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Lifestyle Updated: 30 May 2023 08:16 EAT 164 Views | ~ 2 minutes

Mental Health Awareness Month-Eating Disorders

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Eating disorders are serious health conditions that affect one’s physical and mental health. These conditions may include problems in how one thinks about food, eating, weight and shape, and eating behaviors. These symptoms may affect one’s health, emotions, and ability to function.

Eating disorders may become long-term, bring problems, and worst case possibly cause death. The most common eating disorders are anorexia, bulimia, and binge-eating disorder.

Eating disorders involve focusing too much on weight, body shape, and food and may lead to dangerous eating behaviors. These behaviors can seriously affect the ability to get the nutrition your body needs.

The disorders can harm the heart, digestive system, bones, teeth, and mouth. They can lead to other diseases. They’re also linked with depression, anxiety, self-harm, and suicidal thoughts and behaviors.

Anorexia can be a life-threatening eating disorder that includes unhealthy low body weight, intense fear of gaining weight, and a view of weight and shape that is not realistic. It may also involve methods to lose weight, using diet aids, or vomiting after eating. Efforts to reduce weight may cause severe health problems.

Bulimia is a serious, sometimes life-threatening eating disorder. This may involve being preoccupied with weight and body shape with a severe and harsh self-judgment of personal appearance.

Bulimia includes episodes of bingeing, commonly followed by episodes of either vomiting or exercising too much to get rid of the calories. Some may even get to the point of changing insulin amounts to lose weight.

Binge eating disorder, on the other hand, involves eating too much food in a short period of time, and restrictive food intake disorder involves eating extremely limited eating or not eating certain foods.

Eating disorders may be difficult to deal and overcome with. Treatment from the doctor is advisable.

Red flags that may suggest an eating disorder include:

Skipping meals or snacks or making excuses for not eating, having a very limited diet that hasn’t been prescribed by a trained medical professional, and too much focus on food or healthy eating, especially if it means not participating in usual events, such as eating birthday cakes or dining out, repeatedly eating large amounts of foods, exercising more than the average person and problems with loss of tooth enamel that may be a sign of repeated vomiting.

Anyone can develop an eating disorder. Eating disorders often start in the teen and young adult years. But they can occur at any age. Certain factors may increase the risk of developing an eating disorder, including:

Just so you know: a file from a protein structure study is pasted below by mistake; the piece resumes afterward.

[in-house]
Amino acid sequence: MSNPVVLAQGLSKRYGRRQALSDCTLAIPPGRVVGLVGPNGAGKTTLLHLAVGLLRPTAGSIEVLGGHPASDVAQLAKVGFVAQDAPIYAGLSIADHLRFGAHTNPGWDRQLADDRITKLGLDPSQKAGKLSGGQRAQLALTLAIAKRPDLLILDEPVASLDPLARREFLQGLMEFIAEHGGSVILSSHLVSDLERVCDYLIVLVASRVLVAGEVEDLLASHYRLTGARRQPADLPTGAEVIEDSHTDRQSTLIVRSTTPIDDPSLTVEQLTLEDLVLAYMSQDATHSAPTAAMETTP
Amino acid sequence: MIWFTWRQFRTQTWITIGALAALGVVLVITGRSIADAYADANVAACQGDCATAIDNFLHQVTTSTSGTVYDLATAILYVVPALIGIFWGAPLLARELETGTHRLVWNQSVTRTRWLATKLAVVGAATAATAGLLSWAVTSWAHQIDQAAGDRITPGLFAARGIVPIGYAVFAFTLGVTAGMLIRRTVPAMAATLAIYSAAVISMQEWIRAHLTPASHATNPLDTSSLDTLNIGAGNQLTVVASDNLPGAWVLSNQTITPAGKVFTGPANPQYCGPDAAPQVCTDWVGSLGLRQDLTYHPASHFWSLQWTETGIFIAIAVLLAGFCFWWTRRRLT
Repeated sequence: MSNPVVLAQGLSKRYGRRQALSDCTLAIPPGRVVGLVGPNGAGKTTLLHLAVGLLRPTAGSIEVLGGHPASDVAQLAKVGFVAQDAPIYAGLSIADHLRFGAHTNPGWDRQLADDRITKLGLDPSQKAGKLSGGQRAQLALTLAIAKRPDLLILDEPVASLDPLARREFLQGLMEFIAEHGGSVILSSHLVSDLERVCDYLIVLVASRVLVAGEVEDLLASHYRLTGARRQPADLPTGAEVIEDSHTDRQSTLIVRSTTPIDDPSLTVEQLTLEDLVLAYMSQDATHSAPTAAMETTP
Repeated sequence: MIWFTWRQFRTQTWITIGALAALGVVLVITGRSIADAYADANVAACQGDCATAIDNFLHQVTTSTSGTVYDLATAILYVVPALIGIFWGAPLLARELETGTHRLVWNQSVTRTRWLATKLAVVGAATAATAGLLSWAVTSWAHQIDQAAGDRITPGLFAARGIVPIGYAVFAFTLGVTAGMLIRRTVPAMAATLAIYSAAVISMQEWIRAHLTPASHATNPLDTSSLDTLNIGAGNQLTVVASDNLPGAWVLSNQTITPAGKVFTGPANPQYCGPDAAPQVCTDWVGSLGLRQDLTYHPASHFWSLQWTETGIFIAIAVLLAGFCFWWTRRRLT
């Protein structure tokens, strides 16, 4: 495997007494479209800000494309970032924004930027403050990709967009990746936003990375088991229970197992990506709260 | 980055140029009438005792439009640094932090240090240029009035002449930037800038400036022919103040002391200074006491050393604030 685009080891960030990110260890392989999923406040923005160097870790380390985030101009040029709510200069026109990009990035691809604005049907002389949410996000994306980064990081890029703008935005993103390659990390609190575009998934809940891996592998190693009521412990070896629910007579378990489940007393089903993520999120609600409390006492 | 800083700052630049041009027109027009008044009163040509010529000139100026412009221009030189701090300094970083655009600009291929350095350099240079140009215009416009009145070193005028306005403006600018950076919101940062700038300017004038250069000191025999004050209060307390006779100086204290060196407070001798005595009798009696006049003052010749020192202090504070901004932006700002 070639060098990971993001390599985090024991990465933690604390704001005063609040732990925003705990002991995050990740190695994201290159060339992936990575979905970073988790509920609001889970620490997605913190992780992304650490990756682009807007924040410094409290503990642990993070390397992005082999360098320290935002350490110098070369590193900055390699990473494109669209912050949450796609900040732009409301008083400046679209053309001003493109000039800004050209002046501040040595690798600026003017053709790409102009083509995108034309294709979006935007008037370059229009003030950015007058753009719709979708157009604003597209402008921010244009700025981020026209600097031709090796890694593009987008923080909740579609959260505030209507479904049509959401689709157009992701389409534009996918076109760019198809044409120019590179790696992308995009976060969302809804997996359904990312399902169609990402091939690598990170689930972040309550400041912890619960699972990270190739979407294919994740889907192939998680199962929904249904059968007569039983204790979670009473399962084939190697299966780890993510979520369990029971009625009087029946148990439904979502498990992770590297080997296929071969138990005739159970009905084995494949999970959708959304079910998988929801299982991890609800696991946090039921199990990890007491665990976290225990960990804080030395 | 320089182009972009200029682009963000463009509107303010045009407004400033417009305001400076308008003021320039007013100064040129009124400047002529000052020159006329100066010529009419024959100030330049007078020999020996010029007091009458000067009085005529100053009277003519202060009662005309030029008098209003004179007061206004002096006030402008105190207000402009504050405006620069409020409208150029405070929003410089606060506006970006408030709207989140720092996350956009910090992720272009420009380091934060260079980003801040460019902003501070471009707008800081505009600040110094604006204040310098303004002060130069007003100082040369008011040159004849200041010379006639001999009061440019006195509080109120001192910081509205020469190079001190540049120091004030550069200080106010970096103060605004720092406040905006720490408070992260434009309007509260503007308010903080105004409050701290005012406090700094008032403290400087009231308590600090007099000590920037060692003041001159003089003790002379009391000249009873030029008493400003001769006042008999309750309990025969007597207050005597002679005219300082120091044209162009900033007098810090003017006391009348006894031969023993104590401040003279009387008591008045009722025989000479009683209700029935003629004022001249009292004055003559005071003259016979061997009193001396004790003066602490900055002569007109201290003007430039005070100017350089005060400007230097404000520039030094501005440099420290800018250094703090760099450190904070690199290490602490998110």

Family history. Eating disorders are more likely to occur in people who have parents or siblings who’ve had an eating disorder.

Other mental health issues. Trauma, anxiety, depression, obsessive-compulsive disorder, and other mental health issues can increase the likelihood of an eating disorder.

Dieting and starvation. Frequent dieting is a risk factor for an eating disorder, especially with a weight that is constantly going up and down when getting on and off new diets.

A history of weight bullying. People who have been teased or bullied for their weight are more likely to develop problems with eating and eating disorders. This includes people who have been made to feel ashamed of their weight by peers, healthcare professionals, coaches, teachers, or family members.

Stress. Whether it’s heading off to college, moving, landing a new job, or a family or relationship issue, change can bring stress. And stress may increase the risk of an eating disorder.

Eating disorders cause a wide variety of complications, some of them life-threatening. The more severe or long-lasting the eating disorder, the more likely it is that serious complications may occur. These may include:

Serious health problems, depression and anxiety, suicidal thoughts or behavior, problems with growth and development, social and relationship problems, substance use disorders, work and school issues, and eventually death.

Prevention for Eating Disorders may include: Choosing a healthy diet rich in whole grains, fruits, and vegetables and avoiding extreme dieting.

Don’t use dietary supplements, laxatives, or herbal products for weight loss.

Get enough physical activity. Each week, get at least 150 minutes of aerobic activity, such as brisk walking.

Seek help for mental health issues, such as depression, anxiety, or issues with self-esteem and body image.

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